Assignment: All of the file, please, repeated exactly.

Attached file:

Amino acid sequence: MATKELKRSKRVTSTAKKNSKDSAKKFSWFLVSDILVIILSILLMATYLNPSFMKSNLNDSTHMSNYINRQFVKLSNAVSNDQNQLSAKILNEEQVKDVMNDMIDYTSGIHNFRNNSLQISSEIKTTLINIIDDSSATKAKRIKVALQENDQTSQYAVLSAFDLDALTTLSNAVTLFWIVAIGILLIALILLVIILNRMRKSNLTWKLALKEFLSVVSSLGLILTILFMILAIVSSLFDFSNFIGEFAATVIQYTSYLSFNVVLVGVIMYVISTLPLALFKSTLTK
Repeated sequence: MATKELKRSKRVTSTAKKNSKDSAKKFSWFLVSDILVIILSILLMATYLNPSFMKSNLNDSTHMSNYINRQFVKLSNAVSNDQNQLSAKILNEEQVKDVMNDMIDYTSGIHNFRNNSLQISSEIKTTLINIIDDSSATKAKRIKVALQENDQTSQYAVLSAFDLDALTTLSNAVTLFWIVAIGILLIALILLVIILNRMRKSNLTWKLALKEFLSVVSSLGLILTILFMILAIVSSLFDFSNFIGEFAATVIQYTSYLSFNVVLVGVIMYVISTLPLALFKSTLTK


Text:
Amino acid sequence: MATKELKRSKRVTSTAKKNSKDSAKKFSWFLVSDILVIILSILLMATYLNPSFMKSNLNDSTHMSNYINRQFVKLSNAVSNDQNQLSAKILNEEQVKDVMNDMIDYTSGIHNFRNNSLQISSEIKTTLINIIDDSSATKAKRIKVALQENDQTSQYAVLSAFDLDALTTLSNAVTLFWIVAIGILLIALILLVIILNRMRKSNLTWKLALKEFLSVVSSLGLILTILFMILAIVSSLFDFSNFIGEFAATVIQYTSYLSFNVVLVGVIMYVISTLPLALFKSTLTK
Repeated sequence: MATKELKRSKRVTSTAKKNSKDSAKKFSWFLVSDILVIILSILLMATYLNPSFMKSNLNDSTHMSNYINRQFVKLSNAVSNDQNQLSAKILNEEQVKDVMNDMIDYTSGIHNFRNNSLQISSEIKTTLINIIDDSSATKAKRIKVALQENDQTSQYAVLSAFDLDALTTLSNAVTLFWIVAIGILLIALILLVIILNRMRKSNLTWKLALKEFLSVVSSLGLILTILFMILAIVSSLFDFSNFIGEFAATVIQYTSYLSFNVVLVGVIMYVISTLPLALFKSTLTK